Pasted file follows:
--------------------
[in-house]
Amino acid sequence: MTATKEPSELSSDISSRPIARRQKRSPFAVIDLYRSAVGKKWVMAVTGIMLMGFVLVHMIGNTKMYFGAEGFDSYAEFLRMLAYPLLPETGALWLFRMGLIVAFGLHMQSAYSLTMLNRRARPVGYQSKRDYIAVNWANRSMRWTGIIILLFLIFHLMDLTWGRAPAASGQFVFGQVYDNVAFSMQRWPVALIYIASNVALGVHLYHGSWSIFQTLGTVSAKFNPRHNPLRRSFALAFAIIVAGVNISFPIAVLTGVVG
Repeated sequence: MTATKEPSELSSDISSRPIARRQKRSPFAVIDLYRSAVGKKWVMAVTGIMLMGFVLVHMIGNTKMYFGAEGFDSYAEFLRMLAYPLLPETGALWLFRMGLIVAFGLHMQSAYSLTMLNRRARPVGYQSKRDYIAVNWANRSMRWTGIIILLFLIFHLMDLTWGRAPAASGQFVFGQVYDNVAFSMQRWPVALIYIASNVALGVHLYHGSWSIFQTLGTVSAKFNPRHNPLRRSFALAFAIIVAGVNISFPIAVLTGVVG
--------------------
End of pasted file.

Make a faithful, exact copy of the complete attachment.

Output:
[in-house]
Amino acid sequence: MTATKEPSELSSDISSRPIARRQKRSPFAVIDLYRSAVGKKWVMAVTGIMLMGFVLVHMIGNTKMYFGAEGFDSYAEFLRMLAYPLLPETGALWLFRMGLIVAFGLHMQSAYSLTMLNRRARPVGYQSKRDYIAVNWANRSMRWTGIIILLFLIFHLMDLTWGRAPAASGQFVFGQVYDNVAFSMQRWPVALIYIASNVALGVHLYHGSWSIFQTLGTVSAKFNPRHNPLRRSFALAFAIIVAGVNISFPIAVLTGVVG
Repeated sequence: MTATKEPSELSSDISSRPIARRQKRSPFAVIDLYRSAVGKKWVMAVTGIMLMGFVLVHMIGNTKMYFGAEGFDSYAEFLRMLAYPLLPETGALWLFRMGLIVAFGLHMQSAYSLTMLNRRARPVGYQSKRDYIAVNWANRSMRWTGIIILLFLIFHLMDLTWGRAPAASGQFVFGQVYDNVAFSMQRWPVALIYIASNVALGVHLYHGSWSIFQTLGTVSAKFNPRHNPLRRSFALAFAIIVAGVNISFPIAVLTGVVG